A certain officer, who considered that he had done the state worthy service, ventured to set up a comparison between himself and Themistocles. Thereupon the latter answered him with this fable:

'Once upon a time there happened a dispute between the Feast-Day  and the Day after the Feast.  The latter claimed to be the most important as being a day of bustle and commotion, whereas the Feast-Day  was a day of easy enjoyment. "You are right," said the Feast-Day,  "but if I had not been before you, you would not have been at all."

'In like manner,' said Themistocles to the officer, 'if it had not been for me, where would you have been?'

It chanced that his son was able to get his own way with his mother. 'This child,' said Themistocles, laughing, 'is greater than any man in Greece, for he rules his mother, his mother rules me, I rule the Athenians, and the Athenians rule Greece.'

When two citizens sought his daughter in marriage, he preferred the one who was a man of worth to the other, whose chief merit was his wealth, for, said he, 'I prefer that she should marry a man without money rather than money without a man.'

In this pointed way he often expressed himself. The next enterprise of Themistocles, after the great actions which have been related, was the rebuilding and fortifying of the city of Athens. When that was completed, he proceeded to construct and fortify the Piræus as the harbour of the town. Further, he joined Athens and the Piræus by a line of communication. Thus he strengthened the city as a naval and maritime power.

He had indeed a design in his mind, after the retreat of Xerxes, to make Athens the sole naval power in Greece. The fleet of the allies having gone into winter quarters, Themistocles announced to his fellow-citizens in full assembly that he had hit upon a plan which would be greatly to the advantage of the state, but which he could not communicate to the whole body of citizens. The Athenians therefore told him to inform Aristides alone of his project, and to abide by his decision as to whether it should be put into practice. To him, accordingly, Themistocles disclosed his plan of treacherously burning the allied fleet in its winter quarters. Such a plan was repugnant to the noble spirit of Aristides, and he informed the citizens that the plan was indeed to their advantage, but that no proposal could be more unjust. The Athenians therefore commanded Themistocles to think no more about it.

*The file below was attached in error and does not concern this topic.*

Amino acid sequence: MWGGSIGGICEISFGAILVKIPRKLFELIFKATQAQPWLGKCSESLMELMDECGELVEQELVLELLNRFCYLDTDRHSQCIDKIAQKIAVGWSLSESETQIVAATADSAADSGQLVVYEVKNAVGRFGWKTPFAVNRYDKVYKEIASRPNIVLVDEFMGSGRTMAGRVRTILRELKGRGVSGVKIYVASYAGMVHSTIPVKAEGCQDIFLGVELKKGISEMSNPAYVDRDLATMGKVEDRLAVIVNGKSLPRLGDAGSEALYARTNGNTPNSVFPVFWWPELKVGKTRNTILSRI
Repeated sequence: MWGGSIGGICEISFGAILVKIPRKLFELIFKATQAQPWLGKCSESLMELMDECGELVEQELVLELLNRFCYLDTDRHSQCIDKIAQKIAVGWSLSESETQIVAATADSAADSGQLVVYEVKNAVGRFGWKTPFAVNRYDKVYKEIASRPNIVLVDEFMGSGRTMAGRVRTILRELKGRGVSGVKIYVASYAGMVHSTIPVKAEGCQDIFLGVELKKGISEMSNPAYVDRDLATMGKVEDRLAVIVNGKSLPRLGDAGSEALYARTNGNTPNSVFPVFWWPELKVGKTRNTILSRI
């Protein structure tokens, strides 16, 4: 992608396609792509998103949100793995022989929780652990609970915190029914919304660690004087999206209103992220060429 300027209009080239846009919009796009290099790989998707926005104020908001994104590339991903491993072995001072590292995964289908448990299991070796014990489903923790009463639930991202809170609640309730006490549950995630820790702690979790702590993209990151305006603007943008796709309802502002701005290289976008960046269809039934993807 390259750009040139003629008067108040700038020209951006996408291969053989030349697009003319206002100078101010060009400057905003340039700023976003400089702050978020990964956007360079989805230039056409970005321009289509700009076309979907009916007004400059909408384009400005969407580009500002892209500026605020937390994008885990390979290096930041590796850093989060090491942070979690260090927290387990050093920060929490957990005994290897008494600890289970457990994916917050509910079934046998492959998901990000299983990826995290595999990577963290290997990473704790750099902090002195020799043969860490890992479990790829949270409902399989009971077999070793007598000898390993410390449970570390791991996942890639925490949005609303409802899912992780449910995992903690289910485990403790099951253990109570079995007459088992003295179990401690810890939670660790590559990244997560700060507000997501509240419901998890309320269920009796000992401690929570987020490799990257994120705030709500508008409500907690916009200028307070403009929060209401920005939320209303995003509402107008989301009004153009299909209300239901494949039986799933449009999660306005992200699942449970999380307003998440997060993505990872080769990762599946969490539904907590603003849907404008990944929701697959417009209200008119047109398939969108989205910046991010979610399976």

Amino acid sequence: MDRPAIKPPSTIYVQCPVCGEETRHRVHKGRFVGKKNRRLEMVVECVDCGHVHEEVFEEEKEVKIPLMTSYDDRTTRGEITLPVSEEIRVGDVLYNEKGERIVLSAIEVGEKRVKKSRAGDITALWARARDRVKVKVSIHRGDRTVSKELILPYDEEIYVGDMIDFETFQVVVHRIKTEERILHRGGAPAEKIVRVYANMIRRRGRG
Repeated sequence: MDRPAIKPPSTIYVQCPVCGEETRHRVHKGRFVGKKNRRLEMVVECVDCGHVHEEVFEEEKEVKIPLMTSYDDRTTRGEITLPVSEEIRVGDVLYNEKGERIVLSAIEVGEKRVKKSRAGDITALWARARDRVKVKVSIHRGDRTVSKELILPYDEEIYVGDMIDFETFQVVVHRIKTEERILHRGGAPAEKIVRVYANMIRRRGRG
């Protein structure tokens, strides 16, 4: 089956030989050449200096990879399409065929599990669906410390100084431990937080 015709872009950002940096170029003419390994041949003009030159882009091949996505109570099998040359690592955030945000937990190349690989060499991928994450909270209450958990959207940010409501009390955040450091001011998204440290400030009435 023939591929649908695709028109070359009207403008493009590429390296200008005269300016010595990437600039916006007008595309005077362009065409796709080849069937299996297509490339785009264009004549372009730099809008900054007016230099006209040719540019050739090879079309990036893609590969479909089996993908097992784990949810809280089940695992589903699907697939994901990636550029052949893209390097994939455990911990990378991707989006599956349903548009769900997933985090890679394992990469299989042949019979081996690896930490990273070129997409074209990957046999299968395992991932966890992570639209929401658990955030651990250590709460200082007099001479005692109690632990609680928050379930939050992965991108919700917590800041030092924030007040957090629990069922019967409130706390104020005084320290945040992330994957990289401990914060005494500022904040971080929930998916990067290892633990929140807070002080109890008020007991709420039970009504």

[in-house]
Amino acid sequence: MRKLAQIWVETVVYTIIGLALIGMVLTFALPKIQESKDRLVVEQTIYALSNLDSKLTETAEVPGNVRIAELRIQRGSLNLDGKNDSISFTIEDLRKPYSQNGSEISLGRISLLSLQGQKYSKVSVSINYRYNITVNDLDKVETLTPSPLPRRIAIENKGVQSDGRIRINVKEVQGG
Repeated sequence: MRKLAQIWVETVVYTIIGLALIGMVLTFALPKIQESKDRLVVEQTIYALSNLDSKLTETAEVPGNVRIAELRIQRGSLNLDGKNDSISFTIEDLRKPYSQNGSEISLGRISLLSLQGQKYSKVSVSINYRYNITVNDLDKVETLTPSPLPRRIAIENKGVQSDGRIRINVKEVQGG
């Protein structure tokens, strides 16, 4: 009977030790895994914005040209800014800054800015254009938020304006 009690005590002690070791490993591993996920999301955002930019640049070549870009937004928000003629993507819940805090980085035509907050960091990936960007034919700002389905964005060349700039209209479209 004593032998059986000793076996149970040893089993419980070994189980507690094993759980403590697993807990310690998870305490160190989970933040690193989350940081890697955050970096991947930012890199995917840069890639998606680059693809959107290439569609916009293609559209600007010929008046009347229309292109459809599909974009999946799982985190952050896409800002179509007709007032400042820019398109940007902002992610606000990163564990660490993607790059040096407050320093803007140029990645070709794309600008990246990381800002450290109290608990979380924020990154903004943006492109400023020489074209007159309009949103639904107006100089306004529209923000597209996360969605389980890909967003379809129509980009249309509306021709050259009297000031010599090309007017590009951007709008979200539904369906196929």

But about this time Themistocles stirred up powerful enemies. He displeased the Spartans by opposing their plans, and they therefore gave their support to those Athenians who were opposed to his party. Moreover, he offended the allies by sailing round the Grecian islands, and exacting contributions of money from them.

In Athens, too, envy readily gave ear to evil reports, and the displeasure of many was increased by the arrogance of Themistocles and by his insistence upon his own services to the state. 'Are you weary,' he would say when this displeasure was expressed, 'of so often receiving benefits from the same man?'

At length the Athenians, unable any longer to tolerate the high distinction which Themistocles had attained, pronounced against him the Ostracism, or ten years' banishment, as they had done to other great men whose power had become a burden to them.

For some time the fallen leader sheltered himself in other Grecian cities. But it chanced that Pausanias, who had rendered great services to Greece, was now nevertheless plotting to go over to the Persians. Seeing that Themistocles was driven into exile, Pausanias conceived that he would be filled with anger against the Athenians, and ventured to tell him of the intended treason. Themistocles refused to have any share in it, but nevertheless kept the secret which had been entrusted to him and gave no information to the Greeks. Hence, when the plot was discovered and writings concerning it were found, great suspicion fell upon Themistocles. The charge being brought against him, he answered by letter saying, 'I, Themistocles, who was born to command and not to serve others, could not sell myself, and Greece with me, into servitude to the enemy.' Nevertheless, his enemies prevailed, and messengers were sent to seize him and bring him before the states of Greece. For some time he was forced to wander from place to place in Greece and the neighbouring countries, always pursued by the hatred of his fellow-countrymen. At length he was driven to seek refuge in Asia within the domains of the Persian king.